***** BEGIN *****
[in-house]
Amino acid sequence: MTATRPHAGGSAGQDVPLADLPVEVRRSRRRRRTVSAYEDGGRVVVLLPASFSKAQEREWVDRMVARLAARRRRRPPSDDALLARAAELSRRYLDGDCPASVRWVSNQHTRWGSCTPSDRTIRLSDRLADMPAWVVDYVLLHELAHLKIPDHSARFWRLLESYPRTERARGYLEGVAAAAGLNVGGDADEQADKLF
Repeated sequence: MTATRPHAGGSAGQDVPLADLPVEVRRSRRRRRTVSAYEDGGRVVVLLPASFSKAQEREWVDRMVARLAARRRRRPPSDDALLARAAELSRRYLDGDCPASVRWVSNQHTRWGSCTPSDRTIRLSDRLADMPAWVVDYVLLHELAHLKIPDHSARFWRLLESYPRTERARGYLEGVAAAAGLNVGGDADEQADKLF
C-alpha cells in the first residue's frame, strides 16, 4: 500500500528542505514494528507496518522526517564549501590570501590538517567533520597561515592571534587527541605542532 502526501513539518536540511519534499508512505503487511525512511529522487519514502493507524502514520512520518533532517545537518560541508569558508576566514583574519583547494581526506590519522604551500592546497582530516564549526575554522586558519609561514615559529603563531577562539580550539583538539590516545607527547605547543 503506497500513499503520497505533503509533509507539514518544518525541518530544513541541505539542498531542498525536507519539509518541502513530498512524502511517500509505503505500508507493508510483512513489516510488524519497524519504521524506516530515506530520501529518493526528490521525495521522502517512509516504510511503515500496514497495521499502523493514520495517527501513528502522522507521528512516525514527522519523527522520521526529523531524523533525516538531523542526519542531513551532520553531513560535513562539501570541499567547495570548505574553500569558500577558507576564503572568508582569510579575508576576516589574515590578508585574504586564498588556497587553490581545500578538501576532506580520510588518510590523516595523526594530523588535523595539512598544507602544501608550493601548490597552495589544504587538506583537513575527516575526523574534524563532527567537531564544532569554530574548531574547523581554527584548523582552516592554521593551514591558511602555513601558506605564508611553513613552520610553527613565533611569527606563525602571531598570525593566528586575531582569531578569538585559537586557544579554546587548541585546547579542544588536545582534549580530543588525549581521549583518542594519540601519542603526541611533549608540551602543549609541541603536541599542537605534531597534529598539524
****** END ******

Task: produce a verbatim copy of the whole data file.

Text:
[in-house]
Amino acid sequence: MTATRPHAGGSAGQDVPLADLPVEVRRSRRRRRTVSAYEDGGRVVVLLPASFSKAQEREWVDRMVARLAARRRRRPPSDDALLARAAELSRRYLDGDCPASVRWVSNQHTRWGSCTPSDRTIRLSDRLADMPAWVVDYVLLHELAHLKIPDHSARFWRLLESYPRTERARGYLEGVAAAAGLNVGGDADEQADKLF
Repeated sequence: MTATRPHAGGSAGQDVPLADLPVEVRRSRRRRRTVSAYEDGGRVVVLLPASFSKAQEREWVDRMVARLAARRRRRPPSDDALLARAAELSRRYLDGDCPASVRWVSNQHTRWGSCTPSDRTIRLSDRLADMPAWVVDYVLLHELAHLKIPDHSARFWRLLESYPRTERARGYLEGVAAAAGLNVGGDADEQADKLF
C-alpha cells in the first residue's frame, strides 16, 4: 500500500528542505514494528507496518522526517564549501590570501590538517567533520597561515592571534587527541605542532 502526501513539518536540511519534499508512505503487511525512511529522487519514502493507524502514520512520518533532517545537518560541508569558508576566514583574519583547494581526506590519522604551500592546497582530516564549526575554522586558519609561514615559529603563531577562539580550539583538539590516545607527547605547543 503506497500513499503520497505533503509533509507539514518544518525541518530544513541541505539542498531542498525536507519539509518541502513530498512524502511517500509505503505500508507493508510483512513489516510488524519497524519504521524506516530515506530520501529518493526528490521525495521522502517512509516504510511503515500496514497495521499502523493514520495517527501513528502522522507521528512516525514527522519523527522520521526529523531524523533525516538531523542526519542531513551532520553531513560535513562539501570541499567547495570548505574553500569558500577558507576564503572568508582569510579575508576576516589574515590578508585574504586564498588556497587553490581545500578538501576532506580520510588518510590523516595523526594530523588535523595539512598544507602544501608550493601548490597552495589544504587538506583537513575527516575526523574534524563532527567537531564544532569554530574548531574547523581554527584548523582552516592554521593551514591558511602555513601558506605564508611553513613552520610553527613565533611569527606563525602571531598570525593566528586575531582569531578569538585559537586557544579554546587548541585546547579542544588536545582534549580530543588525549581521549583518542594519540601519542603526541611533549608540551602543549609541541603536541599542537605534531597534529598539524